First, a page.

Beginning next week I will be posting a set of thoughts on the economy: Growth; Debt; Work; and, I hope, a concluding post with "Another Way." This post is something of a promissory note and a prolegomena. I have been waiting and thinking, trying with some effort to get beyond the din of voices at a time when everyone is an economist and no one has a very good "answer." It is difficult to gain perspective amid the avalanche of expert views.
I am not by training nor inclination an economist. Still, as a political theorist, the economy is an area of deep concern - it is one of the major forces that is shaped by our deepest political assumptions, and in turn shapes our politics. I can claim no special expertise about what sorts of policies are needed, but I can point to a considerable "public" record of deep concern over the direction of our economy that dates back to the very inception of this "blawg." At a time when so many of our professional economists are wondering what happened and why the crisis wasn't widely anticipated by the purportedly most scientific of the social sciences, there were some - and I would include myself - who foresaw a painful and wrenching reckoning. I wrote here nearly two years ago of a "global ponzi scheme," of the excessive indebtedness of our fellow citizens born of deep irresponsibility, of the general narrowness of our temporal horizon, of our generational neglect.
I sought out the views of experts who were inclined to see and understand our economy as due for a fall - people like James Grant and Jeremy Grantham, viewed by many (for a time at least) as doomsayers in the wilderness (and now, perhaps, as Cassandras). I began writing about the implications of peak oil before the atmospheric rise in the price of oil, thinking especially about the implications of an energy constrained and growth-challenged future in ways that the field of political theory almost entirely neglected (indeed, my fears and concerns about oil depletion was the reason I considered first starting this "blawg"). I suggested that it would be wise to consider shorting the market (and lamented that my retirement fund only allowed the default assumption of permanent growth) and suggested that gold was something worth acquiring.
I note my apparent precocity not to crow, but to stress that my general accuracy bore no relationship to my economic acumen. I was drawn to read the "bears" and pessimists not because I had special insight into their correctness, but because of a pre-existing set of assumptions that drew me to their conclusions. I would submit that it was that same existence of a very different set of pre-existing assumptions about the permanence of growth that attracted most Americans to the predominant views of most of our economist class.
In short, my interest in, and fears for, the state of our economy was born of a set of moral concerns. It arose from the belief that our economy was built on a set of deeper behaviors that were ultimately self-destructive. I believed that our impending crisis - and believe our current crisis - is moral, not merely economic. And, to the extent that most of our chattering classes suggest that the "problem" can be fixed by this or that policy - example number 1, a "stimulus package" - we remain in deep self-denial about the source of this crisis and the true path to its resolution.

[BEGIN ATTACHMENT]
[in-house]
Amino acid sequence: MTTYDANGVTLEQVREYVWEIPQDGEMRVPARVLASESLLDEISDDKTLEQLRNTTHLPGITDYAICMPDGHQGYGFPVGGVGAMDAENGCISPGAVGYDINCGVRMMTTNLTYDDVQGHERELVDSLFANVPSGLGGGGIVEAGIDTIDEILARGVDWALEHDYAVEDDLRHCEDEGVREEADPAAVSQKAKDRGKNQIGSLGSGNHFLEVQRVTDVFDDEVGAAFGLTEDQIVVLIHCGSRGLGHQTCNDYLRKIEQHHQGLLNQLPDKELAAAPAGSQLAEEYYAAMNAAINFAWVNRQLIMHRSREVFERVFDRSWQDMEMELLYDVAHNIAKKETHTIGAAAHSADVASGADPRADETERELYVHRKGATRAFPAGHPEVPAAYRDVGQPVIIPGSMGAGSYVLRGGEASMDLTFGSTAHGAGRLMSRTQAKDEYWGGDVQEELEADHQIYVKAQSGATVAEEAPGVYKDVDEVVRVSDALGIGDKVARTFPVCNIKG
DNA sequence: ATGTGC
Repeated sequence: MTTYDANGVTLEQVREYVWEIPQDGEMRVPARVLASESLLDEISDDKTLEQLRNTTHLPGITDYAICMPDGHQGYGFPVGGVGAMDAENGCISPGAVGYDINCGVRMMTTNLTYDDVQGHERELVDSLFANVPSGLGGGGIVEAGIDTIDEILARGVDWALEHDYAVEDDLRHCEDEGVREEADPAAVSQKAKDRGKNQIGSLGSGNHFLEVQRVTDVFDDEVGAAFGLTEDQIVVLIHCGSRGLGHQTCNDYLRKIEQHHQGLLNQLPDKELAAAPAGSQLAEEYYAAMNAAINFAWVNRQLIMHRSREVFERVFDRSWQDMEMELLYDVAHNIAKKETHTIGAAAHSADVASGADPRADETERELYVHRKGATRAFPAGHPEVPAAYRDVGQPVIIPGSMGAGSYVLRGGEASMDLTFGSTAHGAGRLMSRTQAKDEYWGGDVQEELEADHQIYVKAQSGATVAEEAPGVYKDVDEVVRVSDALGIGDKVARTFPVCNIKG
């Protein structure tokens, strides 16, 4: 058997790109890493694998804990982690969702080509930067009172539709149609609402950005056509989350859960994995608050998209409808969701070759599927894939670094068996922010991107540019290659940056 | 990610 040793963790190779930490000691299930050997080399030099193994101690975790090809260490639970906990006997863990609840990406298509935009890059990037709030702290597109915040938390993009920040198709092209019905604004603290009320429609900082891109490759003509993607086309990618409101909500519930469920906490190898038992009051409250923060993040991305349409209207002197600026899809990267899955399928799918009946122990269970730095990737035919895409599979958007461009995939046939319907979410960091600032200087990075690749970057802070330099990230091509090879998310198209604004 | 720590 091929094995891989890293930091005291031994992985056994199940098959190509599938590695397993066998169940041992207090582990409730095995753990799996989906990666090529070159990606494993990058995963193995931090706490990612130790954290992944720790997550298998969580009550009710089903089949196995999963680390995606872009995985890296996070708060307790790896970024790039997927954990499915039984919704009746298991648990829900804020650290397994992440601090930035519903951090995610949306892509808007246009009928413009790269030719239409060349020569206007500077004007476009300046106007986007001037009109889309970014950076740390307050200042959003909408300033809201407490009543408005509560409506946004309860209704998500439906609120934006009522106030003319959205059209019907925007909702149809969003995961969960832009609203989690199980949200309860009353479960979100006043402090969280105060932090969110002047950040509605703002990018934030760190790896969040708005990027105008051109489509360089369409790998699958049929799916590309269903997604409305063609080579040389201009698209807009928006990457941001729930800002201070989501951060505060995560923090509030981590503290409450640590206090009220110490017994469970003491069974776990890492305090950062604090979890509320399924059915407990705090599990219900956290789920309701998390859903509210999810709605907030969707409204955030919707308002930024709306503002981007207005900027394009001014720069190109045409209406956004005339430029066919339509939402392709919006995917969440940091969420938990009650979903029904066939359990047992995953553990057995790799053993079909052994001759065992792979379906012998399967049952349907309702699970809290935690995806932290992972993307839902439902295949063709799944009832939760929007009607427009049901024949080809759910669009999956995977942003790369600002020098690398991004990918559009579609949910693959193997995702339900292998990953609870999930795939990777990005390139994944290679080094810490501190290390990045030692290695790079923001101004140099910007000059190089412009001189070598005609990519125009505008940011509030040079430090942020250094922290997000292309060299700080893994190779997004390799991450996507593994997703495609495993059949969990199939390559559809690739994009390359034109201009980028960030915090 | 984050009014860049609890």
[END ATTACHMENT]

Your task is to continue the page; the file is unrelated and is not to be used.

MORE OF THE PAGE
Indeed, our self-delusion commits us to further self-destruction. The dominant "debate" in this country is about the best means of restoring our economic "health," whether through tax cuts or government spending. Both major parties fundamentally agree that what is desired is the resumption of our "normal" economy, unwilling to face the fact of the matter that our economy is not, and has not, been "healthy." Our economy - premised upon permanent growth within a closed system - is based on profound falsehood. The implicit belief that unleashed appetite and consumption represent "health" is a stunning faith commitment among our elders. The claims that we can square the values of social justice (among the Democrats) or family values (among the Republicans) and a rapacious and presentist economic order is deeply self-delusional. We still refuse to see the moral dimension of our crisis, and to that extent will only deepen and prolong it. The "stimulus package" continues the basic bad habits we have developed, premised upon the belief that deeper debt produces greater growth. If it weren't so colossally tragic it would be risible.
Our deepest problem perhaps lies in our compartmentalization of the nature of this moment. In viewing it as "economic," we obscure from ourselves the deeper connections between our economic collapse, the ravaging of the natural world, the lack of self-discipline of our "personal" moral behavior, the daily growing illegitimacy of our republican government. All of these phenomena - and many others, more wide to be expressed in one post or by one person - are deeply connected to, and ultimately derive from, the deepest presuppositions of our modern age - namely, the unleashing of the human appetite in the belief that it constitutes a positive good. Our incapacity and inability to exercise self-government lies most deeply across the spectrum of our current crises. All around us we face a denouement of our deepest philosophical convictions, a perfect storm of the logic of the age. To think for a moment we require the some perfect "fix" for the discrete problem in our economic system is a self-delusive luxury we can ill afford to believe and act upon any longer.
More, much more needs to be said. I will try, in coming days.